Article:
We flew into Calgary at the end of August to embark on a twelve-day road trip across six national parks: Glacier in Montana; Waterton, Banff and Jasper in Alberta; and Yoho and Kootney in British Columbia. Yoho And Kootenay are nestled right beside Banff and Jasper in eastern British Columbia and together these four national parks, along with three nearby provincial parks, form the Canadian Rocky Mountain Parks World Heritage Site.
As the largest of the New England states, Maine offers a wide variety of hiking opportunities and options through diverse terrain. We initially planned a four-day backpacking excursion along the Grafton Notch Loop. While the distance itself was not particularly daunting (60km over four days), one thing we (foolishly) did not factor in was the substantial change in elevation. Being located in the White Mountains (key word being mountains) should have tipped us off. Needless to say, we had to re-examine our (not-so) well-thought-out plans.
Even though Newfoundland is a part of Canada, with its charming and friendly culture and a more relaxed pace of life, you can't help but feel like you are in an entirely different country. They even have their own time zone (an hour and a half ahead of Eastern Standard Time). Sure, the weather is predictably unpredictable and there are wind warnings on the regular, but the scenery out on The Rock is hauntingly breathtaking.
Located along the rugged coast in Maine, Acadia National Park offers of variety of trails that weave their way up, down, and around mountains, through lush forests, and along a granite shoreline, all the while providing panoramic glimpses of the lively Atlantic Ocean. We visited Acadia once before last fall after the Labour Day long weekend and had such a wonderful time (with minimal crowds and pleasant weather) so we planned another visit to coincide with the other shoulder season – the spring.
Glacier National Park is located in northwestern Montana along the US-Canada border just south of Waterton Lakes National Park. Together these two parks formed the first ever International Peace Park to better preserve and protect the shared ecosystem along the Continental Divide. Spanning across a million acres, Glacier National Park is home to 25 active glaciers (although scientists estimate they will all disappear by 2030), 71 species of mammals (including the grizzly bear!), and 151 trails (totaling 1,200km). The Going-to-the-Sun Road, the park's only road that cuts through the park, offers exhilarating views as you're winding around, through, and over the mountainous terrain.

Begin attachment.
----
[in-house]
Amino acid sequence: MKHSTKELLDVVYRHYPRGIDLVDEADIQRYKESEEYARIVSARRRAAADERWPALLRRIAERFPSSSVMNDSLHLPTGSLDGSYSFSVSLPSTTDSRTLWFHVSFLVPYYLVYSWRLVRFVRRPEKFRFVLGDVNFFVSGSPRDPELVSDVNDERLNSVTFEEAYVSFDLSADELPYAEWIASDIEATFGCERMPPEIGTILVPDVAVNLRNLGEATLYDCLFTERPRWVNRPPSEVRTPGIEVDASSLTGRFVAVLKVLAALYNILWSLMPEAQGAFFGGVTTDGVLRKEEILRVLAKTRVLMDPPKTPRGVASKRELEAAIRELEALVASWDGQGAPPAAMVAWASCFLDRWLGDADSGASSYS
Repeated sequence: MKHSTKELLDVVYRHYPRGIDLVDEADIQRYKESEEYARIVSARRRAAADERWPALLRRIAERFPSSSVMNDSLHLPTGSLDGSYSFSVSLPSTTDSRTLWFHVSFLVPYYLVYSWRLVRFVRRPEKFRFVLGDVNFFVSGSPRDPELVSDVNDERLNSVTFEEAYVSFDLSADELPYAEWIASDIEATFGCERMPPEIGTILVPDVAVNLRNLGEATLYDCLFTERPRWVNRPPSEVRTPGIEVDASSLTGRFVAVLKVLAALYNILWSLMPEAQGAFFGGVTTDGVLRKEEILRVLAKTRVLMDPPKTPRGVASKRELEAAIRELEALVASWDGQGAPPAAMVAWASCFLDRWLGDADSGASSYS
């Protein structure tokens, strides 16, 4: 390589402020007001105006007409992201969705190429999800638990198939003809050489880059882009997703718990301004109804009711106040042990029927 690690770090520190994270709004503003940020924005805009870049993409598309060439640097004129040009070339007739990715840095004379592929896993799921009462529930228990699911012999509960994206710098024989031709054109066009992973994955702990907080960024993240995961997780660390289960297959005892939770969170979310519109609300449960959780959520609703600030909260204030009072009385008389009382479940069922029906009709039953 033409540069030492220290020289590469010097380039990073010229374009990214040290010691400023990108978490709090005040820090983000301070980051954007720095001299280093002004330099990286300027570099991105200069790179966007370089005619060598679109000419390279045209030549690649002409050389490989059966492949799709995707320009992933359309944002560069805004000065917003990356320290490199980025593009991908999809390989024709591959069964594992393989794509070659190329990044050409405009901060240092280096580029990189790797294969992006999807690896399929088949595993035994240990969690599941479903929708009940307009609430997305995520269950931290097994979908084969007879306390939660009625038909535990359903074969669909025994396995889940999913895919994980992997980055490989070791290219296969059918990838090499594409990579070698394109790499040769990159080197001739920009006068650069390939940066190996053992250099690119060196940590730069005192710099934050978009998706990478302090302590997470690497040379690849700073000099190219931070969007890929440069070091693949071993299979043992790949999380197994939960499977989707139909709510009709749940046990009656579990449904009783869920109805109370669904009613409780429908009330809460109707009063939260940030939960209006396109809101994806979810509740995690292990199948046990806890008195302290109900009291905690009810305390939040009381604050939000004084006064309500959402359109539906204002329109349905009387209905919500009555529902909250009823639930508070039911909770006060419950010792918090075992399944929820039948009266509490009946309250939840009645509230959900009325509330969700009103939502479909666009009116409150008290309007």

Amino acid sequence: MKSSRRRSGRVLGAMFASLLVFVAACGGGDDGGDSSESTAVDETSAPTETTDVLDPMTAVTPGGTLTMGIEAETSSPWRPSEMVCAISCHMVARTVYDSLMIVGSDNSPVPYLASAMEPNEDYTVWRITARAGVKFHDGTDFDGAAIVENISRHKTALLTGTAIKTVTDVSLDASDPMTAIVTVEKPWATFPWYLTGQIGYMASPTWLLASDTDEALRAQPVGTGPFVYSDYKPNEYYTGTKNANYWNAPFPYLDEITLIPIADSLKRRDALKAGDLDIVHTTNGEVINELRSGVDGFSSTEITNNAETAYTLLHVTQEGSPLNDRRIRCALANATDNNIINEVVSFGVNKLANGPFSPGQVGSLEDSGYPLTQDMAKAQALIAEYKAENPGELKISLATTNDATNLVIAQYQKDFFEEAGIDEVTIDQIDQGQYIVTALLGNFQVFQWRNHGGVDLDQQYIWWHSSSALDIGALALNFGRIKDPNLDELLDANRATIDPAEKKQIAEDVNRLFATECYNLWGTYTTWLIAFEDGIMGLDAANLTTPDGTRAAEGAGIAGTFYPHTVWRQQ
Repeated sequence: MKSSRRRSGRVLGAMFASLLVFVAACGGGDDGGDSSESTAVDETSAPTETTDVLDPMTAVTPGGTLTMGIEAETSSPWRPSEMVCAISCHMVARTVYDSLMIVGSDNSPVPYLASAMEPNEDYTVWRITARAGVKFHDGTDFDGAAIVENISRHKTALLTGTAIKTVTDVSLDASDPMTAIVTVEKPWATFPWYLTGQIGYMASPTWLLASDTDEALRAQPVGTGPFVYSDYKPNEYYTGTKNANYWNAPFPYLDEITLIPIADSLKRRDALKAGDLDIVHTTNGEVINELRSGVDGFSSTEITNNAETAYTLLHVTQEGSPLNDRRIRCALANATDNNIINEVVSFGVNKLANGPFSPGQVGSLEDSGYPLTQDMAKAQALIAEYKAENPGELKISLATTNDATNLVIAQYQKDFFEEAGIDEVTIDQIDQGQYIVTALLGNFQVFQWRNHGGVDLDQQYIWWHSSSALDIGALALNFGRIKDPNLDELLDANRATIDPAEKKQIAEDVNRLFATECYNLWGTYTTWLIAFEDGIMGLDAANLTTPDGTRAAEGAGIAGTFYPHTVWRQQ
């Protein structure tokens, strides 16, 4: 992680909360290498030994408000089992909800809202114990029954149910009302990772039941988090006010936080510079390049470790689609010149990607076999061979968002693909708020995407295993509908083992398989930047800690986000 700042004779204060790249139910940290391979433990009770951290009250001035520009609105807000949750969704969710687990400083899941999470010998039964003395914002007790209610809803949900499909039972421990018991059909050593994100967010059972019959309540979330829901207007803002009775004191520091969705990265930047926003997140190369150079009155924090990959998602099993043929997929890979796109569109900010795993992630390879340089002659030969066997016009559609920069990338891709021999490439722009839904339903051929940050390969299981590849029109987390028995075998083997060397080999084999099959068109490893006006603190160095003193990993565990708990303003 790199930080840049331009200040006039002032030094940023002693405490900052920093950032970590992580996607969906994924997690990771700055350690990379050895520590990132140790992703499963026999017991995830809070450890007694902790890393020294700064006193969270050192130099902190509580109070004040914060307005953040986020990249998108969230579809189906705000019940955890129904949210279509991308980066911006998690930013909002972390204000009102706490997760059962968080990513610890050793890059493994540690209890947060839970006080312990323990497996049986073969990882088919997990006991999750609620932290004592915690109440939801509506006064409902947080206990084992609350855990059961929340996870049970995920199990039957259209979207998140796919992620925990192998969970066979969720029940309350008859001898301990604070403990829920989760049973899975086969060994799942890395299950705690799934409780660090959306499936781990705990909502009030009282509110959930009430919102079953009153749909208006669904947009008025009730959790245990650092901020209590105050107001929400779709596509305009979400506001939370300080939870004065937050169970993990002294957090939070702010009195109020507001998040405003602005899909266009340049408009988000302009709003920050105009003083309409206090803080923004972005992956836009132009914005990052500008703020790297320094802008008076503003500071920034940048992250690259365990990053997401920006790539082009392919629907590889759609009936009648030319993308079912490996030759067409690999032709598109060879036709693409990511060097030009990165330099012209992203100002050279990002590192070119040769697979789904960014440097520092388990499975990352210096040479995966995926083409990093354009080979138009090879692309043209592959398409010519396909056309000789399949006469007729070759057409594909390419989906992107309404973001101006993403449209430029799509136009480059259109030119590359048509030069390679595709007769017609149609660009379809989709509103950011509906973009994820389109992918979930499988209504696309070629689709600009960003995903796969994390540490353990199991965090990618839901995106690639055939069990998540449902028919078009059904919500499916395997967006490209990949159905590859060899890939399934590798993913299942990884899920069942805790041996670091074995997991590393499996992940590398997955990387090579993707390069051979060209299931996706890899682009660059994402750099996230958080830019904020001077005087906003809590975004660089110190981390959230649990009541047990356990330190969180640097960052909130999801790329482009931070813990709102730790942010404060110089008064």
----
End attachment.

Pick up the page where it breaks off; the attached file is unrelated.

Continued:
The Bruce Peninsula is a ruggedly scenic peninsula in Ontario that is bordered between Lake Huron and Georgian Bay. The Bruce Peninsula National Park is nestled along the northern part of this peninsula. And a large section of the Bruce Trail (an 885km trail that runs along the Niagara Escarpment from Niagara to Tobermory) that cuts through this national park offers phenomenal views of jagged cliffs, rugged rock formations, and overlooks the crystal clear turquoise waters of Georgian Bay.
The first national park was established here in Yellowstone. Situated along much of northwestern Wyoming and parts of neighbouring Montana and Idaho, even over a hundred years ago there was a collective need to protect and preserve the abundant wildlife and many geothermal features surrounding the area. Today Yellowstone boasts of being one of the largest ecosystems in the Lower 48 to support a wide variety of animals - including many endangered species like the grizzly bear, gray wolf and American bison. Resting atop an active supervolcano, it is also home to half of the world's geothermal features.
The Shenandoah Valley stretches across 200 miles between the Blue Ridge Mountains in the east and the Appalachians in the west. The Shenandoah National Park encompasses around half of that stretch from Front Royal in the north to Rockfish Gap in the south. The Skyline Drive, the main road that winds through the park, offers sweeping views of rolling hills from the neighbouring mountain ranges in either direction.
Today made a good driving day as the weather resumed to its usual cloudy / rainy-ness. After awhile you'd think we'd get used to the rain, dampness, and lack of sun. Well, we didn't. We drove along the remainder of the Northern part of Iceland towards Snæfellsjökull National Park.
The Land (or Song?) of Ice and Fire. Iceland has been gaining popularity over the past couple of years. With its stunningly beautiful landscape and magnificent geothermal attractions, it is any nature enthusiast's paradise. And due to its close proximity to the Arctic Circle the days are endless in the summer and the night sky is often illuminated with the aurora borealis in the winter.